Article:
Preprint Brief Report Version 1 This version is not peer-reviewed

Time of Dinner may Contribute to Keep Majorcan Children Free from Otitis

Version 1 : Received: 22 June 2022 / Approved: 23 June 2022 / Online: 23 June 2022 (10:37:16 CEST)

How to cite: Diez, R.; Verd, S.; Ponce-Taylor, J.; Gutierrez, A.; Llull, M.; Martin-Delgado, M.; Cadevall, O.; Ramakers, J. Time of Dinner may Contribute to Keep Majorcan Children Free from Otitis. Preprints 2022, 2022060324 (doi: 10.20944/preprints202206.0324.v1). Diez, R.; Verd, S.; Ponce-Taylor, J.; Gutierrez, A.; Llull, M.; Martin-Delgado, M.; Cadevall, O.; Ramakers, J. Time of Dinner may Contribute to Keep Majorcan Children Free from Otitis. Preprints 2022, 2022060324 (doi: 10.20944/preprints202206.0324.v1).

Abstract

Running at odds with the timing imposed by the circadian clock plays an important role in the process that leads to communicable and non communicable diseases. The primary objective of this study was to analyse whether early dinner eater children were at lower risks of acute respiratory infections than late dinner eater children, during the COVID-19 pandemic. Methods: This cross sectional study was conducted from July to December 2020 on children attending Majorcan emergency services. Clinical data collected included timing, symptoms, laboratory tests and imaging studies of current illness. Each diagnosis was validated by general paediatricians. Our survey on dinner time habits was carried out by using self-administered questionnaires. Results: A total of 669 children under age 18 were included in the study. The median of dinner time was 8:30 pm. Late dinner eaters accounted for a higher proportion of acute otitis media than early dinner eaters (7% vs 3%; P=0.028). Other infectious diseases were not associated with dinner time habits. Conclusions: We make a preliminary estimate of the link between late dinner habits and acute otitis media in children. However, no conclusions about causality can be established due to the observational design of the study.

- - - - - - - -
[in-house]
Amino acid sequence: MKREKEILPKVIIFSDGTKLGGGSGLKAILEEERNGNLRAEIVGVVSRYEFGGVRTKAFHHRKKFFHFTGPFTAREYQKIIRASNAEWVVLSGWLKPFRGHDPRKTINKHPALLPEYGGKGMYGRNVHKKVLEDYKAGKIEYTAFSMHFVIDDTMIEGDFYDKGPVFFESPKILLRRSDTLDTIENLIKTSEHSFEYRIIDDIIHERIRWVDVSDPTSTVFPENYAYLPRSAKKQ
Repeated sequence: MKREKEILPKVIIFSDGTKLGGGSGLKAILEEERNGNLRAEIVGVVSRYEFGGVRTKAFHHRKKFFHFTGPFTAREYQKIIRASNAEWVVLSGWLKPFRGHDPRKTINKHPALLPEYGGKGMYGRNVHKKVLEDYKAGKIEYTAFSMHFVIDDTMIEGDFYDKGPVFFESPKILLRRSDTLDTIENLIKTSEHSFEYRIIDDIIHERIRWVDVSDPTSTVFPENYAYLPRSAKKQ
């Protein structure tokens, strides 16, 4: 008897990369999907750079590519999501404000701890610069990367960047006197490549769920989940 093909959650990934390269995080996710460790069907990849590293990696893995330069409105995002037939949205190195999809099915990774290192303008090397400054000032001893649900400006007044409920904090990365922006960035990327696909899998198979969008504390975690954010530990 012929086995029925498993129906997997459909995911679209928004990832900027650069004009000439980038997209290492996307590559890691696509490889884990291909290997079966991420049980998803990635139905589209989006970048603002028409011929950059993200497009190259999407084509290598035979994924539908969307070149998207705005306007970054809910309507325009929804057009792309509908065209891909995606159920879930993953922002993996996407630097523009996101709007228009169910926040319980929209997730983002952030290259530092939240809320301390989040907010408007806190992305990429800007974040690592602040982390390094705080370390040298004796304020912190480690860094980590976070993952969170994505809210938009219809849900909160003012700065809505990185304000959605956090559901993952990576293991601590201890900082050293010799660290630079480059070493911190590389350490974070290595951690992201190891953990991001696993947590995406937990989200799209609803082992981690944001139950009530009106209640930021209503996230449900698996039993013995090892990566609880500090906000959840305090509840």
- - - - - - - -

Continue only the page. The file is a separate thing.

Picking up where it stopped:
Keywords

circadian clock; otitis media; late dinner; common cold; Mediterranean diet; oxidative stress; chronotype

Subject

MEDICINE & PHARMACOLOGY, Pediatrics

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